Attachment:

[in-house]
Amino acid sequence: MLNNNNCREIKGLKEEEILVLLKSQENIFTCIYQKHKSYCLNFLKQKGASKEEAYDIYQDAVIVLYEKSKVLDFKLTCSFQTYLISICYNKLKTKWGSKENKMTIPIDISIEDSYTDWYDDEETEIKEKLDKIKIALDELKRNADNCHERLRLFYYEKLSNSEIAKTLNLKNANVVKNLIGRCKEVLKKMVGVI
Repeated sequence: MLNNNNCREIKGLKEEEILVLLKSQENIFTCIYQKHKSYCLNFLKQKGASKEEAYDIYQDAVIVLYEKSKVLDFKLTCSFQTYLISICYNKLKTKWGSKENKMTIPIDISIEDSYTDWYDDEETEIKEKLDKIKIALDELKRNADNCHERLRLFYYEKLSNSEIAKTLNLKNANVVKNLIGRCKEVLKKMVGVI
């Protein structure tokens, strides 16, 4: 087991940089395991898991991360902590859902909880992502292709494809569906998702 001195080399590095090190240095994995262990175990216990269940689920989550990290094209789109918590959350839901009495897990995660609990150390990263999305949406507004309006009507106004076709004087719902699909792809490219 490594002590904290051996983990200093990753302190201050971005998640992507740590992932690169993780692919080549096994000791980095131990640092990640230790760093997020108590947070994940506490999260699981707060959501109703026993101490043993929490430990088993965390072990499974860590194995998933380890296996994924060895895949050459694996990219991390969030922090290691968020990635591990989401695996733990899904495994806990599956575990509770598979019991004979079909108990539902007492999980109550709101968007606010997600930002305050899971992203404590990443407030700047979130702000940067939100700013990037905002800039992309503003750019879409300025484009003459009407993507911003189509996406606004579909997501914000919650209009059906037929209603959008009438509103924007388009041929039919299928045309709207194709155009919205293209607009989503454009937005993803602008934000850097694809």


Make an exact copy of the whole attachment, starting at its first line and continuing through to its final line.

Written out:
[in-house]
Amino acid sequence: MLNNNNCREIKGLKEEEILVLLKSQENIFTCIYQKHKSYCLNFLKQKGASKEEAYDIYQDAVIVLYEKSKVLDFKLTCSFQTYLISICYNKLKTKWGSKENKMTIPIDISIEDSYTDWYDDEETEIKEKLDKIKIALDELKRNADNCHERLRLFYYEKLSNSEIAKTLNLKNANVVKNLIGRCKEVLKKMVGVI
Repeated sequence: MLNNNNCREIKGLKEEEILVLLKSQENIFTCIYQKHKSYCLNFLKQKGASKEEAYDIYQDAVIVLYEKSKVLDFKLTCSFQTYLISICYNKLKTKWGSKENKMTIPIDISIEDSYTDWYDDEETEIKEKLDKIKIALDELKRNADNCHERLRLFYYEKLSNSEIAKTLNLKNANVVKNLIGRCKEVLKKMVGVI
């Protein structure tokens, strides 16, 4: 087991940089395991898991991360902590859902909880992502292709494809569906998702 001195080399590095090190240095994995262990175990216990269940689920989550990290094209789109918590959350839901009495897990995660609990150390990263999305949406507004309006009507106004076709004087719902699909792809490219 490594002590904290051996983990200093990753302190201050971005998640992507740590992932690169993780692919080549096994000791980095131990640092990640230790760093997020108590947070994940506490999260699981707060959501109703026993101490043993929490430990088993965390072990499974860590194995998933380890296996994924060895895949050459694996990219991390969030922090290691968020990635591990989401695996733990899904495994806990599956575990509770598979019991004979079909108990539902007492999980109550709101968007606010997600930002305050899971992203404590990443407030700047979130702000940067939100700013990037905002800039992309503003750019879409300025484009003459009407993507911003189509996406606004579909997501914000919650209009059906037929209603959008009438509103924007388009041929039919299928045309709207194709155009919205293209607009989503454009937005993803602008934000850097694809």